- Some commercial SOEs in competitive industries may sell stakes
- SOE supervising bodies should become capital managers
China has issued new guidelines for state-owned enterprises, splitting them into two main groups -- those that are commercially orientated, and others that are focused on not-for-profit operations, people familiar with the matter said.
Commercial enterprises in competitive industries will sell equity stakes to other investors and seek stock listings, while SOEs related to national security will be remain in state control, the people said.
Separately, the State-owned Assets Supervision and Administration Commission -- the agency overseeing the government’s companies -- said the reform guidelines will be released soon. SASAC didn’t reply to a fax from Bloomberg seeking comment on the plans.
In the country’s largest overhaul of its bloated businesses since the late 1990s, China’s various government branches will next start to map out detailed plans that potentially affect tens of thousands of companies with estimated assets of about $16 trillion. A quicker pace of SOE reform may intensify speculation over which will be reorganized, potentially adding to what’s already been a volatile year for stock markets in Shanghai and Hong Kong.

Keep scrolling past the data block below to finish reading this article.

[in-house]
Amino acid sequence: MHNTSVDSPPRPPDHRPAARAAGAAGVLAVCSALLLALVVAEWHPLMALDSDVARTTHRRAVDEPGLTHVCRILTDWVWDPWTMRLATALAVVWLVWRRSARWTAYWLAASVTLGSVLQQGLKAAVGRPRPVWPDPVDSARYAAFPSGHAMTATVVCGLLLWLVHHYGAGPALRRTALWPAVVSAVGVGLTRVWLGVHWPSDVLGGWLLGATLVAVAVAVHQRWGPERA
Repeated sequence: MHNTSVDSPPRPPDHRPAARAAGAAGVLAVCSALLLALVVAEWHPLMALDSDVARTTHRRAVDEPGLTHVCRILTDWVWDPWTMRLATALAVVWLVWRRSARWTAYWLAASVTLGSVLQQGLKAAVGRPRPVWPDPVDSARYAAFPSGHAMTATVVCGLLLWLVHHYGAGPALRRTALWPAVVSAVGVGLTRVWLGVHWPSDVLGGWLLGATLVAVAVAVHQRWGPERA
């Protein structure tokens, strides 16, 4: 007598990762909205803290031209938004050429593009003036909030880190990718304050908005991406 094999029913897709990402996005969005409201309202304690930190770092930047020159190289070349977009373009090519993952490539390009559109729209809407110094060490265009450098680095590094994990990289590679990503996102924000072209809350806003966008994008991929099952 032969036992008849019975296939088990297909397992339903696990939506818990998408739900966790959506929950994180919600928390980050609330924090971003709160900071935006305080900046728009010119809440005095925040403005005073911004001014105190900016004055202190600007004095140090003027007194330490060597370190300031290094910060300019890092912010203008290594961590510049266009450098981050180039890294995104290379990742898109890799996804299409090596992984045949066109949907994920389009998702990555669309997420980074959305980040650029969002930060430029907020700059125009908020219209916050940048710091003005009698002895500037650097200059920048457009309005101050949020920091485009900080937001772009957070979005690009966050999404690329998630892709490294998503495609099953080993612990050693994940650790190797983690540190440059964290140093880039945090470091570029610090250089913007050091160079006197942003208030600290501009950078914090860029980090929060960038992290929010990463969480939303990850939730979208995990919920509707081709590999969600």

Current state owned-asset supervisors should shift from managing individual enterprises to state capital management, according to people briefed on the proposal.
As part of the reforms, one principal is to enhance leadership of the communist party in the state-owned enterprises, the people said.
JPMorgan Chase & Co. estimates there are more than 150,000 SOEs across the country, accounting for 17 percent of urban employment and almost 80 percent of the CSI 300 Index in China.
The last time China made a big push to reform its industries was in the 1990s under then-Premier Zhu Rongji. That drive resulted in more than 60,000 business closures and 30 million layoffs, according to JPMorgan.
— With assistance by Xin Zhou